We want students to be more than compliant, don’t we? In addition to doing the right things, we want them to do so for the right reasons. We want students to pick up trash to keep the room clean, to be kind to others because it makes them feel good, and to complete work on time to be responsible.

Yet one of the most prevalent language habits in schools is the “if-then” language of the promise of rewards or the threat of consequences. We accidentally send low-level moral reasoning for doing good when we rely on “if-then” language. So what should we say instead?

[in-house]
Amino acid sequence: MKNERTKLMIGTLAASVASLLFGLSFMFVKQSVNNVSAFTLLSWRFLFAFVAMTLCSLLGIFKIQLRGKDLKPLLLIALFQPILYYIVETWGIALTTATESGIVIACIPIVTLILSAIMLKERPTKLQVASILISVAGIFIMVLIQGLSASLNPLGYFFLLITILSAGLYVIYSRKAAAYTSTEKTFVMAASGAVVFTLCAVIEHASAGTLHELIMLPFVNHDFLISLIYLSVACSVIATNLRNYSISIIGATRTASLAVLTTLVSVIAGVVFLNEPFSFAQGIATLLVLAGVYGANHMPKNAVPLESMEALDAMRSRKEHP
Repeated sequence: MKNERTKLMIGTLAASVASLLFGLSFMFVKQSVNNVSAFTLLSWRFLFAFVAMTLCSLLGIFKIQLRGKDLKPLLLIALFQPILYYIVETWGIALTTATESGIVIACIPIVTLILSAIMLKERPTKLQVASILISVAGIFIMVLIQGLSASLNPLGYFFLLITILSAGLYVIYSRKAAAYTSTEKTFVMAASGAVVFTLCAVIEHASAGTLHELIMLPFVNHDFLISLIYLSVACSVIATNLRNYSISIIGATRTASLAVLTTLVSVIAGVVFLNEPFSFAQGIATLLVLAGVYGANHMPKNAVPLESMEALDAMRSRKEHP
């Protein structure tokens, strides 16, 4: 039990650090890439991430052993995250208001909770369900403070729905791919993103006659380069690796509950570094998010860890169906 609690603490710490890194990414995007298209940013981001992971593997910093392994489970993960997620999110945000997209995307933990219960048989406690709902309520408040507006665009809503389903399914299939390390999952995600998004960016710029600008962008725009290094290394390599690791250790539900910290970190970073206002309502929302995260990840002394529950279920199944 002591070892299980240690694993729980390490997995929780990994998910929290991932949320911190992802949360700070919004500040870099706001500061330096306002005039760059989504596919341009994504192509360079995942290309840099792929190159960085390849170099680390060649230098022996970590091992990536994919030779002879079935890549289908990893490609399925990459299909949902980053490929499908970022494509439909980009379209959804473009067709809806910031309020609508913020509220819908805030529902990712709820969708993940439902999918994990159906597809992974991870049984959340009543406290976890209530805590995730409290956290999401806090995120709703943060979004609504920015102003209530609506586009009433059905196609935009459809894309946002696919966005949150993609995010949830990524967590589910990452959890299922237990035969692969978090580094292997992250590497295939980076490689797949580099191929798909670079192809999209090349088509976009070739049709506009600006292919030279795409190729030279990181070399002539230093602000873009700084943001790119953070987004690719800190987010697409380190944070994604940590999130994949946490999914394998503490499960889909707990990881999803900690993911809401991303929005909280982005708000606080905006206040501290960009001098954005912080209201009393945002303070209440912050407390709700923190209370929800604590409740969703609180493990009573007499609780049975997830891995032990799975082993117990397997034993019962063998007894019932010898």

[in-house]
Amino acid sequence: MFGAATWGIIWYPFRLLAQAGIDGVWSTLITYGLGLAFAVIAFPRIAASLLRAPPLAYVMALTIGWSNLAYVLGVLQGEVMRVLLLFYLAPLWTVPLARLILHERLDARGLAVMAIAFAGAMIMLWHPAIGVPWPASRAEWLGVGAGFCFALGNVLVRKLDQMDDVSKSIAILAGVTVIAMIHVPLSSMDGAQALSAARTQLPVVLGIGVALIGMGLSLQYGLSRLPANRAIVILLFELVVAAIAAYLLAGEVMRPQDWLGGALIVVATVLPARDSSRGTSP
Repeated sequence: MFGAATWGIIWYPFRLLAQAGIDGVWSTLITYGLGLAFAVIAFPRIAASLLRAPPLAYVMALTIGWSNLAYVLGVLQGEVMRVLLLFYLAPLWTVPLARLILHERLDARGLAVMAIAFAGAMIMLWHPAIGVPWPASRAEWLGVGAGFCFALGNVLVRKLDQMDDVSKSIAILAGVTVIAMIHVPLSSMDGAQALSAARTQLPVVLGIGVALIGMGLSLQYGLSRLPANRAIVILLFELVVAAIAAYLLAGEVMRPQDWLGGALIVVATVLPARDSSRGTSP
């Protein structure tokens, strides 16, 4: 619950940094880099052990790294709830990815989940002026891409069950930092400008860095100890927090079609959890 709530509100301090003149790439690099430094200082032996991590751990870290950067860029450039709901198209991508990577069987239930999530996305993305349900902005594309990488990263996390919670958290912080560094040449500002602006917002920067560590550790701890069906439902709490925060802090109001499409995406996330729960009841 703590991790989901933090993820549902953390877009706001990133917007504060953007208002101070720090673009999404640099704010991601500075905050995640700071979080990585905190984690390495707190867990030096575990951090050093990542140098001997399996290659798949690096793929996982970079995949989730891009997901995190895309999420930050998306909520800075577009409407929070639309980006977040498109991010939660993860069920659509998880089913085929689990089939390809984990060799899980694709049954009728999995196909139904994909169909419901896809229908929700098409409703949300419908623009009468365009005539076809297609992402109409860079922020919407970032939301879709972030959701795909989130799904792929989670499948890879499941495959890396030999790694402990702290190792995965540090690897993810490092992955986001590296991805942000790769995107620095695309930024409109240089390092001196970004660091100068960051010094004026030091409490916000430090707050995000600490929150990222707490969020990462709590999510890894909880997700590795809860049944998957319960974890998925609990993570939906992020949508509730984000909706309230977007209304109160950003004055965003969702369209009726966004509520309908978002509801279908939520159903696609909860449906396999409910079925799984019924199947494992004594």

In this article, published in June 2019 in Education Update, I offer some suggestions! Click on the link below to read the article.

Avoid the “If-Then” Trap